US government shutdown: what’s actually happening and who is responsible?

Democrats in the Senate have snubbed to pass any so-called continuing resolution if it abates Obamacare, paving way for a government shutdown.

What’s happening?

Congress is struggling over how to empower funding for the federal government beyond September. This used to be a moderately routine stage in the budget process, but has been taken control by House Republicans, who are making use of this chance to make one last effort to obstruct Obamacare, the president’s scheme to provide health insurance to those without cover.

Democrats in the Senate have snubbed to pass any so-called continuing resolution if it abates Obamacare, paving way for a government shutdown.

What’s actually happening?

A fight for the soul of the Republican Party is waging between the conservatives with presidential aspirations or long-term subjective goals, and more reasonable lawmakers, who are concerned about losing authority of the House in 2014 mid-term.

Speaker John Boehner was in the beginning hesitant to link Obamacare to the continuing resolution because he panicked the unavoidable shutdown would be liable on the Republicans and affect their electoral probability as it did to his predecessor Newt Gringrich after the last shutdown in 1990s. Yet, a dominant group of Tea Party radicals in the House has teamed up with Senator Ted Cruz to pressurise Boehner into a more aggressive policy.

Who’s accountable for this?

Boehner’s failing as leader of the House faction is a big part of the trouble. He fixed a last-minute deal with vice-president Joe Biden to avoid the last budget confrontation, dubbed the fiscal cliff, in January, but this infuriated many on the right of his party, worsening rather than resolving the boiling pressure.

He has little backing from majority leader Eric Cantor, who is considered to be angling for his job, and Republican whip Kevin McCarthy, who is close to the Tea Party. Yet, the majority of House Republicans were not earlier considered to be so frantically against the government and Boehner has been unsuccessful to utilise their numerical advantage to further his more watchful instincts.

Other party heavyweights such a Cruz, Paul Ryan, Marco Rubio and Rand Paul are waiting to let the Tea Party succeed as they need the right wing on their side to win a 2016 presidential primary. Senate popular leader Harry Reid is also not devoid of the blame: influencing President Barack Obama against any talks at all with Republicans, who the Democrats contrast to “militants”.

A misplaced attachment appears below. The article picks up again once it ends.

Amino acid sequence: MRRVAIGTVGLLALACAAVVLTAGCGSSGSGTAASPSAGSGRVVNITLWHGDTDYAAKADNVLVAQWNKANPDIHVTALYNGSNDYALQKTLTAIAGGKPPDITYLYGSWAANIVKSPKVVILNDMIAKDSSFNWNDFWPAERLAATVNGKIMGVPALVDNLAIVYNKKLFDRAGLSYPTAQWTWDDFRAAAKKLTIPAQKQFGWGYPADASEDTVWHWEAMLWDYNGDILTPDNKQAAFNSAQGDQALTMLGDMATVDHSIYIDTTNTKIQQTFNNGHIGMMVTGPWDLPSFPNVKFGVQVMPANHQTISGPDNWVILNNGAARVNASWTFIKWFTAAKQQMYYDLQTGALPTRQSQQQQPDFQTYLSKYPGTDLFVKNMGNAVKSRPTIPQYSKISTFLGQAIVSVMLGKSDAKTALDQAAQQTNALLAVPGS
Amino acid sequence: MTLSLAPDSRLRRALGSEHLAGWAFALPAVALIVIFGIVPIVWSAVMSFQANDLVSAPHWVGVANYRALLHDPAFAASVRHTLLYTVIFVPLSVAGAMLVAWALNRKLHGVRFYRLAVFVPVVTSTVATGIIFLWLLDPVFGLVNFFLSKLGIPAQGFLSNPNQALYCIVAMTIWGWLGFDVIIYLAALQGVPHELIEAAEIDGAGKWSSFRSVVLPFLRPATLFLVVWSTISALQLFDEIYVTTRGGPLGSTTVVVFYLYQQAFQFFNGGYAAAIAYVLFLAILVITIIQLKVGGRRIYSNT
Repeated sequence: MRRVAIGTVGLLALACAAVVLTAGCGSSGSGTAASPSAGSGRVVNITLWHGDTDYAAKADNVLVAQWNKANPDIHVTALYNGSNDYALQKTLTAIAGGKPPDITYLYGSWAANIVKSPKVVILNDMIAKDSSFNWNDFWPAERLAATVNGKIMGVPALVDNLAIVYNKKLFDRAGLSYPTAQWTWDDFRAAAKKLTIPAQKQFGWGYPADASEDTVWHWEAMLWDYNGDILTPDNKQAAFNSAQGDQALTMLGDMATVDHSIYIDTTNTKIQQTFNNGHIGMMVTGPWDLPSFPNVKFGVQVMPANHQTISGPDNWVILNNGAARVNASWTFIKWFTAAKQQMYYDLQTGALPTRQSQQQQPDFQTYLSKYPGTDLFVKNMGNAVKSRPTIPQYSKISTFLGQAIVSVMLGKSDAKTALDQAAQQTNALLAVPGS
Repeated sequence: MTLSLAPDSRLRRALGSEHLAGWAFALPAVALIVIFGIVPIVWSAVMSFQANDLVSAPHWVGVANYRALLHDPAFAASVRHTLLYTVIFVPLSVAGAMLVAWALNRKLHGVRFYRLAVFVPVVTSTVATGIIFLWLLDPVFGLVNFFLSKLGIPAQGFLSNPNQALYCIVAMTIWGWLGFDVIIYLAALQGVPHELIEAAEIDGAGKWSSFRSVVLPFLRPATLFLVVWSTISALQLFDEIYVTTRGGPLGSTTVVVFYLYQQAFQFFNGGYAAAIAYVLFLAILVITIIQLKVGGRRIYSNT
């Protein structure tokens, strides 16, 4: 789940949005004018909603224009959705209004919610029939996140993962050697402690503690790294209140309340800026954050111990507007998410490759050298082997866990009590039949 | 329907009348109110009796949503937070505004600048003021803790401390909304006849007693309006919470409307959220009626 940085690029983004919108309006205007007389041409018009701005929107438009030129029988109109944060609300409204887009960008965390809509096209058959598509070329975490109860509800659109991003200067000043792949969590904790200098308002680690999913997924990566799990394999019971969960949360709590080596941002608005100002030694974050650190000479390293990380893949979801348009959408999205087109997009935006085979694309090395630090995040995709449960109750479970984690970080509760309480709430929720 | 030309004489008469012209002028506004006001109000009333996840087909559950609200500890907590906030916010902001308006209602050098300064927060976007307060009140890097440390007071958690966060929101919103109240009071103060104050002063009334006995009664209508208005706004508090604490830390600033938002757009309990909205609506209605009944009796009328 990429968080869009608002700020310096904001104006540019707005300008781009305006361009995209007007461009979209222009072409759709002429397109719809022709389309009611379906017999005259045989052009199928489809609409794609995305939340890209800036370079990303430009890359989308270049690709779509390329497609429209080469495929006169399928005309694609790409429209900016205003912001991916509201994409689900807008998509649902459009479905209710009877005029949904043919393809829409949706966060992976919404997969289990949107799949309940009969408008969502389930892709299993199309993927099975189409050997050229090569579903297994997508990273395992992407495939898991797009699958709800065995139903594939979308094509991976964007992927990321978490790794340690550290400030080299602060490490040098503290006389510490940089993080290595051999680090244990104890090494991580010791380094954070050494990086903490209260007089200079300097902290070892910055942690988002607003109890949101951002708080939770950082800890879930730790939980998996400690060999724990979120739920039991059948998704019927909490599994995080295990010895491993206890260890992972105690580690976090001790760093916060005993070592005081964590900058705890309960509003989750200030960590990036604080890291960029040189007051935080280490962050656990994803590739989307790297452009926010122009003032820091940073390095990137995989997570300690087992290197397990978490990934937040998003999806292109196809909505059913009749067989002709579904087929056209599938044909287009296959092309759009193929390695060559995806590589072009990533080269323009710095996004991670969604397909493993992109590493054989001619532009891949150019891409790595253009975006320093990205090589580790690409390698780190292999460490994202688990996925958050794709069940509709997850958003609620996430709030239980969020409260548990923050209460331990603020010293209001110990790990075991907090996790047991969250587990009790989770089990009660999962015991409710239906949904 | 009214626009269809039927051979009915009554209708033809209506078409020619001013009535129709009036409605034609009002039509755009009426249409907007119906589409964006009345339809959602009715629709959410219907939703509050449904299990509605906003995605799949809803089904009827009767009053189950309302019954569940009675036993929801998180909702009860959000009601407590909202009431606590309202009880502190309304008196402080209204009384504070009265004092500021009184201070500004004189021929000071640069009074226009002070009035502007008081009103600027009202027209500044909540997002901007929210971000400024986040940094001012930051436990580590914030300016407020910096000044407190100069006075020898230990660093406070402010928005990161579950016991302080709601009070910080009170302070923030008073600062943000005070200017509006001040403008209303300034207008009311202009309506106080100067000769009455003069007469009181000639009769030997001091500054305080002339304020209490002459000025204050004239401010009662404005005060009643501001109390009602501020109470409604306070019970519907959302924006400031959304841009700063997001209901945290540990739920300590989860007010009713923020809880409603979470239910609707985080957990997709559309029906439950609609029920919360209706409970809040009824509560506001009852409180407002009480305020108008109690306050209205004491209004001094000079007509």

Why at this time?

Congress has been at loggerheads over the federal budget every since Democrats lost command of the House in 2010. As well as the fiscal cliff tragedy that happened over New Year, both parties closely prevented a government shutdown in 2011 by striking a last minute deal to cut costs.

This time, though, their differences may be difficult to solve as so much bad blood has already been spilled out. Politically, Obama has little to lose for splitting communications with congressional Republicans, since they are already jamming two other things that matter to him- gun control and immigration- and is hence even more hesitant to give up his only other big home accomplishment by impeding Obamacare.

But this weakening position only persuades presidential aspirants in both parties to target more on pushing for longer-term benefit. The concurrence of this lapse in active spending authorisation with the start of Obamacare’s insurance exchanges and the approaching infringement of government debt limits in two weeks may have led to this perfect storm.

Does it matter?

Government shutdowns have been endured before. In the 1970s they were ordinary until an official decree that pressured non-essential workers to stay at home instead of working for IOUs. The second of Bill Clinton’s confrontation with Newt Gringrich lasted for 21 days over New Year 1995-96.

This time, though, the US economy is in much weaker shape, with a frail revival seen as susceptible to the dip in consumer confidence that an extended shutdown would possibly bring. More disturbingly, the debt ceiling breach likely on October 17 presents a reason for reactionaries on both sides to keep struggling on their corner as long as possible.

If the shutdown is not resolved within the time span of a week or so, the two matters are expected to be conflated into one giant argument that intimidates not just federal workers but the world economy at large.

How it will end?

A vaguely more hopeful situation is that Boehner succeeds in using the forthcoming debt struggle as a way to convince his hardliners to let the continuing resolution pass and put off their Obamacare battle until next month. This would only buy some time, but would at least bring the shutdown to a quick conclusion.

The probability of permanent resolution, or ‘grand bargain’, as it positively became known during the fiscal cliff tragedy, seems close to zero, with the sides where they are at present. The best hope for many Democrats is that Republicans obtain so much public ignominy that they lose the 2014 mid-terms or alter path to avoid that happening.

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